Vice President Student Affairs candidate spoke with faculty, students and administrators at an open meeting on Thursday afternoon. Terry Hogan, vice president of Student Affairs at the University of Northern Iowa, answered questions and asked a few of his own at the meeting held in the Otto M. Theatre in the University Center.
Hogan, an Ohio native, started off the meeting with some humor commenting on the attendee’s seating choices saying, “I brought gifts from Northern Iowa for anyone who sat in the front row.” Needless to say, no one received a gift.
As the audience got comfortable, Hogan introduced himself, describing his career of student affairs, which began in 1978. Hogan previously was Associate Vice President and Dean of Students at Ohio University and held other positions there for over 20 years until he relocated and took his current position at the University of Northern Iowa in 2007. He currently lives in Cedar Falls, Iowa with his wife Debbie and two children, both of which have graduated college.
Hogan sought out the NKU position after the President of University of Northern Iowa, a close friend, announced his retirement. Hogan felt that this was his time to move back to this area to be closer to family.
Hogan described some of his core concepts for his plans for his past, current, and future students affairs work. He stressed that student access, support, learning, engagement and success are extremely important. He said, “Students need to be able to advance themselves.”
Hogan spent a great deal of time talking about how important it is that student’s feel that they have had a successful higher education experience. He bases this success off of the amount of time students take to graduate, their ability to get a job after graduation, and their overall satisfaction with life post-degree.
Hogan also touched on the importance of first year programs for students. He expanded on his work in this area by revealing that his biggest accomplishment while in his position at University of Northern Iowa was how he prompted the university to study first year success by creating a first year and retention counsel.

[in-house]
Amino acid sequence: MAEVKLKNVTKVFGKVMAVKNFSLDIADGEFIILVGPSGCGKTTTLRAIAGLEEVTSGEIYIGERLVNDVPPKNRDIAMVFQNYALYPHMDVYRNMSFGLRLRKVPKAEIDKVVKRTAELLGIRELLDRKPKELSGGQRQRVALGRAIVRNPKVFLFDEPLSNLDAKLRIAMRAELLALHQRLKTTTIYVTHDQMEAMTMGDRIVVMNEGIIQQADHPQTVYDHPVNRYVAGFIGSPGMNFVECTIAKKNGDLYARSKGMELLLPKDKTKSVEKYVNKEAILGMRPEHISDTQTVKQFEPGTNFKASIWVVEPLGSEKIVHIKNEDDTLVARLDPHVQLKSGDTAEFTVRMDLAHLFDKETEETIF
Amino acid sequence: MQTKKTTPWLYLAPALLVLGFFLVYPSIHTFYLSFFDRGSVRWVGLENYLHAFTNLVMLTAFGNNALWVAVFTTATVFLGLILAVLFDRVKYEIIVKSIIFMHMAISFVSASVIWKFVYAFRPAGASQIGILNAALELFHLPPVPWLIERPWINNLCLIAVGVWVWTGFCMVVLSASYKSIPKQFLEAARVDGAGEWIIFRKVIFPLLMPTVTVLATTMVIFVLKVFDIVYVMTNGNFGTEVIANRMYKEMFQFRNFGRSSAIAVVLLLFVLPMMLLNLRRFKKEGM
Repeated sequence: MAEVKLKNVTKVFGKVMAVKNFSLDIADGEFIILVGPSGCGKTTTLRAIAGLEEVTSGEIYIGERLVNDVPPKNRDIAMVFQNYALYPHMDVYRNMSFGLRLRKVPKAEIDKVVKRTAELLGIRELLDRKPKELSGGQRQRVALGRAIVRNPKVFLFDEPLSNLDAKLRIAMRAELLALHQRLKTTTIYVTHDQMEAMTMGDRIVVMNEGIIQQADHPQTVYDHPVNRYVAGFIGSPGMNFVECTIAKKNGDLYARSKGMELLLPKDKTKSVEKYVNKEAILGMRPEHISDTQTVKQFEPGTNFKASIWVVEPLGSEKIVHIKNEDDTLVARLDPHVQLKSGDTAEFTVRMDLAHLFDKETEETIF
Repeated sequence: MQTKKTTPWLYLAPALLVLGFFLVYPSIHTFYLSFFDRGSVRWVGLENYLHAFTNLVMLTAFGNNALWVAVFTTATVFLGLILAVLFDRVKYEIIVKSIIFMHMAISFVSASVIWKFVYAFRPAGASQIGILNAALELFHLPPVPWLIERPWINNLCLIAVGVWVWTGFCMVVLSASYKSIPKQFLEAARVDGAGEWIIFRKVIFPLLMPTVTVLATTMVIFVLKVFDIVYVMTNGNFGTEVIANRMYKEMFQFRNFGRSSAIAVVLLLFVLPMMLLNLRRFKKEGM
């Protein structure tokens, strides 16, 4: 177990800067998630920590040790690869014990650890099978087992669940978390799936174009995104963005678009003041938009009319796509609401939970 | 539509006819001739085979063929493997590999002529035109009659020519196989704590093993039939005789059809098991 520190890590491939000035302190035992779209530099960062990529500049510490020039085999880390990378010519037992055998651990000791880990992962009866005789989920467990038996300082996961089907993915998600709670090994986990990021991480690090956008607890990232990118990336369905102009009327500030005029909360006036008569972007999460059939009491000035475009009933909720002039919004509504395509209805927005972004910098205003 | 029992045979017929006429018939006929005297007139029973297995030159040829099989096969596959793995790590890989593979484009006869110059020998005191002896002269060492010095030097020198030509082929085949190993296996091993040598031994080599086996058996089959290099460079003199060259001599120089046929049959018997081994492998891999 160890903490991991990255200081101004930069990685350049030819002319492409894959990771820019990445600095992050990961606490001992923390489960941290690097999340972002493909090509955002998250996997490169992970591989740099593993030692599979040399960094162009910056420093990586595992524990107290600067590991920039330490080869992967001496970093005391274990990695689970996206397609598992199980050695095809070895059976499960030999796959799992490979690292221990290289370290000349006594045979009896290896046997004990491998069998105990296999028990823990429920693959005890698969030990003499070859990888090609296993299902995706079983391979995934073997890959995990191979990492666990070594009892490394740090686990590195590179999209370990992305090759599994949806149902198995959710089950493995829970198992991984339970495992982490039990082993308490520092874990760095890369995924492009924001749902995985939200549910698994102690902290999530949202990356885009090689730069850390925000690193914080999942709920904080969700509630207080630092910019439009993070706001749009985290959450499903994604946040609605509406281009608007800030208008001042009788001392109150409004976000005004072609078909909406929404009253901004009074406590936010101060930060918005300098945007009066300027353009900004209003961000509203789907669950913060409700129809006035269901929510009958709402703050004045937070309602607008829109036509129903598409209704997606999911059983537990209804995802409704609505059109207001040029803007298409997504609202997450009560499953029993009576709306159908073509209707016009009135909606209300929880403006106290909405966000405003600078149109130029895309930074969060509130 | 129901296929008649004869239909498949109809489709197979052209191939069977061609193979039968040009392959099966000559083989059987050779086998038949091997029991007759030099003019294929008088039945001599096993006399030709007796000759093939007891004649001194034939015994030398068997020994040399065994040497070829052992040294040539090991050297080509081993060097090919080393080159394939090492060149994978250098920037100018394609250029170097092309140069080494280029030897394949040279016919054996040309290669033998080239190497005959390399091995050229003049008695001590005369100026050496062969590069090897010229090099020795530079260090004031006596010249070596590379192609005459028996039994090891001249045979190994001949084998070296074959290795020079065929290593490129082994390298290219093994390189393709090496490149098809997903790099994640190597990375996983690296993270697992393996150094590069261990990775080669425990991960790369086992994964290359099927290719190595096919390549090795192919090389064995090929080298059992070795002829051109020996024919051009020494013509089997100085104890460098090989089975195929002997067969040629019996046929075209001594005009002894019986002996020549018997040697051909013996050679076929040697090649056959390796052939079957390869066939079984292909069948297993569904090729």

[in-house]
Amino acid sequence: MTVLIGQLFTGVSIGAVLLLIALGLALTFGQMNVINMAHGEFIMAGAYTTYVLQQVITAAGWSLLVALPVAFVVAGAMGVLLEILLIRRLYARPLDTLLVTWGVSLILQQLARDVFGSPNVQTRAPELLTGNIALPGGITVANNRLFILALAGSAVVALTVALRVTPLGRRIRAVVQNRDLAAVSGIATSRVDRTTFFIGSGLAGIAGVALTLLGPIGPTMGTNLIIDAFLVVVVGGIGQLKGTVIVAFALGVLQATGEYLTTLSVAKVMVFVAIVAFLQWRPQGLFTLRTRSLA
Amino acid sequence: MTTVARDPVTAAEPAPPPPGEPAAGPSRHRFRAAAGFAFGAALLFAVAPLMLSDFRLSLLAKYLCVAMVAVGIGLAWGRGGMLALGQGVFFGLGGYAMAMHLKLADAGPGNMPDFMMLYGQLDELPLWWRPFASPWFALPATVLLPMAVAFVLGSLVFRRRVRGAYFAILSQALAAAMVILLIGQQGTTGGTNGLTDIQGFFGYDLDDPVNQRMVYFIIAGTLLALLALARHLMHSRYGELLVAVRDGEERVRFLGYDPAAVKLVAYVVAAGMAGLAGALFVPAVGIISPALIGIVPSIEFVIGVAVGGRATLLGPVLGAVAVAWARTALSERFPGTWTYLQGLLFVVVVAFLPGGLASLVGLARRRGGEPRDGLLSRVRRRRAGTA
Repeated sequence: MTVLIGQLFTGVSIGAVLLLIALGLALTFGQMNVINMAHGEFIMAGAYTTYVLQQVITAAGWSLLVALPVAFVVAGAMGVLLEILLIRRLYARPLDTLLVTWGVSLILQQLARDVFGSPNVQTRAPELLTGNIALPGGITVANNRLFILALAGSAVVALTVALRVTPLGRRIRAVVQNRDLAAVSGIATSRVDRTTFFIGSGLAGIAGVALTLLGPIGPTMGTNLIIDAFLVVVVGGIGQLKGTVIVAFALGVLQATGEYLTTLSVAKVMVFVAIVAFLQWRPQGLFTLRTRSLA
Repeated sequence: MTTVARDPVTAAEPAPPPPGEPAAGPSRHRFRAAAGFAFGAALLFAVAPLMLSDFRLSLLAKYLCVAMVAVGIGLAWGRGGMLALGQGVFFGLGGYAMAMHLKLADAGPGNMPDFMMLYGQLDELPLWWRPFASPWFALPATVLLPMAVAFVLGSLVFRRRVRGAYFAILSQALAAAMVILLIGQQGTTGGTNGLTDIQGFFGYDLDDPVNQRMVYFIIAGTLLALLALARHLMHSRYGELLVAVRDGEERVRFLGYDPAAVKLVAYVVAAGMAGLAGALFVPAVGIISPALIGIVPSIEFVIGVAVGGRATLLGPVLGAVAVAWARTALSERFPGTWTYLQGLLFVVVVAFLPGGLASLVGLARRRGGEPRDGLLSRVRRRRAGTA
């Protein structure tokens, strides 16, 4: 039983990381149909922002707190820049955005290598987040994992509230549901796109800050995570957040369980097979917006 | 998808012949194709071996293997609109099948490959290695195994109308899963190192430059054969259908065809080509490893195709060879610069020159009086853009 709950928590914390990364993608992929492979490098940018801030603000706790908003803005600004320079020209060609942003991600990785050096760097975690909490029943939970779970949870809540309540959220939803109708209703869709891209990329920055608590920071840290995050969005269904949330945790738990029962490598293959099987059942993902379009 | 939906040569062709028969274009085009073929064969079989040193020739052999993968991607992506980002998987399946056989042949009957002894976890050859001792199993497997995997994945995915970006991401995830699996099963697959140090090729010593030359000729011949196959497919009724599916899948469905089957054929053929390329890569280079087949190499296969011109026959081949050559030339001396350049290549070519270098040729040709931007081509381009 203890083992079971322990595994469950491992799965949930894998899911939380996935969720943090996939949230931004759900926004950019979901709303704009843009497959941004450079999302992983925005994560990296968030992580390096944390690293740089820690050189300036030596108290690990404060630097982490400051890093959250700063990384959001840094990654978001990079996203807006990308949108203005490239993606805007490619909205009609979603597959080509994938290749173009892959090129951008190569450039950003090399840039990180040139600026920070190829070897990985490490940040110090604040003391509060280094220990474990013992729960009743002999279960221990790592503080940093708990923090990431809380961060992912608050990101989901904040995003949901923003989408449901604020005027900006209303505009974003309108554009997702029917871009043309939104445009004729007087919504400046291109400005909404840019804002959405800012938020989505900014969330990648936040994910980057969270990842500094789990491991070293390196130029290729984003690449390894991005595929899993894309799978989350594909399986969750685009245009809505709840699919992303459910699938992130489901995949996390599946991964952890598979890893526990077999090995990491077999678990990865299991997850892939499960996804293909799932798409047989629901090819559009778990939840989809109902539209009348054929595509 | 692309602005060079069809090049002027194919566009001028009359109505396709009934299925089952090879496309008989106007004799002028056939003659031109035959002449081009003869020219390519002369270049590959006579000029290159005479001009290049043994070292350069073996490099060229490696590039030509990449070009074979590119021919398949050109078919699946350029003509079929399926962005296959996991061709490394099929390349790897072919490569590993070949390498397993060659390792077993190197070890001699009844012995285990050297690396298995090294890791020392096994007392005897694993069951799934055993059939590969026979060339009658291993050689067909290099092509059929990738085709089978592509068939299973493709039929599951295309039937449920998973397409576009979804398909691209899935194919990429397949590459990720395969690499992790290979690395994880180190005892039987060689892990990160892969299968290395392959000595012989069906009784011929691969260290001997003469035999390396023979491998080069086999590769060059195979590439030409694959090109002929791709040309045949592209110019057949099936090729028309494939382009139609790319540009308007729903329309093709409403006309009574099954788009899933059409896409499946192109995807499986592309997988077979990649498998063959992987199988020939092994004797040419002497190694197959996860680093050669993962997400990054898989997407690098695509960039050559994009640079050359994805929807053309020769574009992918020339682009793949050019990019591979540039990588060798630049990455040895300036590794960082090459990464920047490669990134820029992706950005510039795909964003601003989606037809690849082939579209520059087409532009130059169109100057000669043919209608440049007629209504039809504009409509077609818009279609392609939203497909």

Towards the end of the meeting, Hogan spoke about his work with creating a more diverse environment while in his position at University of Northern Iowa. Hogan has been involved in the subject of diversity for his entire career and believes that “students need to be educated to be able to live and work in an environment with people who are different from themselves.”
Toward the end of the meeting audience members took the chance to voice what they would want to see from Hogan as Vice President of Student Affairs at NKU. One person responded that Hogan should be visible in his involvement and be around the students so they feel connected to him. Another audience member suggested helping to build institutional pride among NKU students and alumni.
Hogan seemed comfortable and at home answering questions and seemed genuinely interested in the common interest of NKU. Hogan really showed that the happiness and success of the students are one of his top priorities.
Provost Gail Wells responded when asked what stood out to her as a reason why Hogan would be a good fit for NKU: “His collaboration with academic affairs and student affairs to offer student support.”